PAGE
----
For the past year or so, especially after the alarming lack of safety for women in Delhi, and in India by extension, has assumed center stage in all the political discussions that I came across, the concluding note was always that the future of this country is in bleak hands.

The economy isn’t in shape (and the future shows no respite), the Indian currency has sunk to an all-time low (so we are being degraded internationally as well), everyone from a technician who is supposed to repair my landline to an official who has taken the oath to serve the people before his personal interests responds to cash (ranging from a mere Rs. 50 to a few lakhs, depending on what you need fixed) and women’s safety is in jeopardy. In short, everything that our founding fathers stood for has been traded for a bottle of vodka, cash or blind sense gratification. The part that bothered me the most was that no one was willing to do anything about it. We all complained, went to the market and bought some pepper spray and that was it. A movement started by Mr. Anna Hazare surfaced but that too fizzled out with time.

Even though Hazare’s efforts were in vain, one of his close associates, Mr. Arvind Kejriwal formed his own political party- The Aam Aadmi Party- in his attempt to fight back and save what’s left of our city. No one expected much from him and up until the day before the elections, everyone expected AAP to win a few seats at best, with Congress or BJP hogging up all the power. Surely, we’d have to put up with another 5 years of corruption and avarice (after all, AAP was only promising a better city, while its well heeled competitors promised food, alcohol, a grand for a vote).

But 8th December proved everyone wrong. BJP won 31 seats and Congress managed to retain 8 seats in its feeble grip. The most delightfully surprising result was that AAP- the party that was formally launched just last November, not only managed to sweep congress off its feet with 28 seats in the 70 seat assembly, Kejriwal defeated Dikshit, who has been Delhi’s CM for 15 years, from her own constituency by a staggering 22,000 something votes.

 Even though everyone is expecting astronomical change in Delhi’s administration, I am not worried whether AAP or BJP (who ever finally comes to power) is able to bring some welcome change and clean some of the mess Congress has made. The fact that Delhi has proven that it’s had enough and that running a country is no-one’s family business has proven that maybe democracy isn’t dead. The wave of change that started with discontent in people’s minds has finally started making way to the parliament. Maybe, it isn’t such a bad time to be an Indian after all.

Image courtesy: timesofindia.com

With the state elections just around the corner, Delhi University happens to be a stage for political campaigning by different parties. In the university elections itself, many bigwigs come out in support of the students’ wing of their respective parties.

Besides, two of the most prominent politicians of Delhi happen to be DU alumni. The present Chief Minister, Sheila Dikshit, did her graduation in History Honours from Miranda House and Vijay Goel of Bhartiya Janata Party (BJP) is an alumnus of SRCC, who was also the Delhi University Student Union President in 1977-78. Congress has fielded Ragini Nayak and Amrita Dhawan for the upcoming elections, who have been former DUSU office bearers. Parties have been fielding young leaders to attract young voters.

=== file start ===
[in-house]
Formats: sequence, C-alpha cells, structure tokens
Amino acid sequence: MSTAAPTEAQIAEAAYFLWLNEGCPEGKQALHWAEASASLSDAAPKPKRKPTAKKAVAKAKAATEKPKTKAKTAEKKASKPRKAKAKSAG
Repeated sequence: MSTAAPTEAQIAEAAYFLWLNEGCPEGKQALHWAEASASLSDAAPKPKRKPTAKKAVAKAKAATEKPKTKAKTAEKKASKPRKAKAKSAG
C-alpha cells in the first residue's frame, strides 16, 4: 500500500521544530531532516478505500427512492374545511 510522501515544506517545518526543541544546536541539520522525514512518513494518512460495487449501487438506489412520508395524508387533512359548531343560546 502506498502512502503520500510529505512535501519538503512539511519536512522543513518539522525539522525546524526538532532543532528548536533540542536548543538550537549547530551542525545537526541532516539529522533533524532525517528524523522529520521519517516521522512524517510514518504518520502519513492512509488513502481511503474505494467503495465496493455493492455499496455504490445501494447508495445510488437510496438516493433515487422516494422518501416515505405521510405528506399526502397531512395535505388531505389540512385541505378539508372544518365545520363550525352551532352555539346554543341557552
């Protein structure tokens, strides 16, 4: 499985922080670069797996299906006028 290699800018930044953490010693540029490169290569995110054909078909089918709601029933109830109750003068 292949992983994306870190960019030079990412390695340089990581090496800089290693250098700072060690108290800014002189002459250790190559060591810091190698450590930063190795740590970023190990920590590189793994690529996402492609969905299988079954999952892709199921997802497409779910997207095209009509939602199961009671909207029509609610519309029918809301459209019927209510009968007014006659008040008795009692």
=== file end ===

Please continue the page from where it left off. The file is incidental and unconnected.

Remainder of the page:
Let’s have a look at the campaigning activities of major political parties in the University:

Aam Aadmi Party

Aam Aadmi Party (AAP) is the most visible among all the political parties in its campaigning in Delhi University. Arvind Kejriwal visited St. Stephen’s College in August to interact with students. Many students from different colleges have joined AAP and are volunteering for the Delhi Assembly Elections. Yogendra Yadav addressed a rally on 30th October in the University. Recently, MTV VJ Raghu Ram could be seen campaigning for AAP in different colleges of DU and in IIT Delhi. Prashant Bhushan has also addressed students on various occasions.

Adding to this, in the party manifesto released on Wednesday, the party declared that if brought into power, they would open more colleges in the state and roll back the Four Year Undergraduate Programme (FYUP).

Bhartiya Janata Party


BJP has its share of young leaders who have been DUSU office-bearers. Nakul Bharadwaj, popular face of Akhil Bhartiya Vidyarthi Parishad (ABVP), the student wing of BJP, contested elections last year as well. ABVP has organised a bike rally to spread awareness about voting among the youth. ABVP has also initiated a campaign ‘Youth For Change’, to spread voting awareness. The emphasis on the youth is apparent in the campaigning by the party where it promises to open 15 new colleges and one university under the Atal Yuva Mission, if voted into power. They are also promising to exempt all taxes on computers, laptops, tablets and smart phones for college students.


National Students Union of India (NSUI) the students wing of Congress had organised a protest march against Vijay Goel. At least four ex office-bearers of NSUI are fighting elections from Congress ticket in the upcoming Delhi Assembly elections. With the release of the party manifestos, the Congress promises to increase the number of evening colleges across the University, a new university for health sciences and 5 more medical colleges. Besides, the state government had also proposed 90% quota for Delhi students in the state funded colleges of DU in October.

The Election Commission is leaving no stones unturned in roping in the young voters. It has started campaign with many NGOs to rope in the young voters and enrol students of various colleges to vote in the upcoming elections.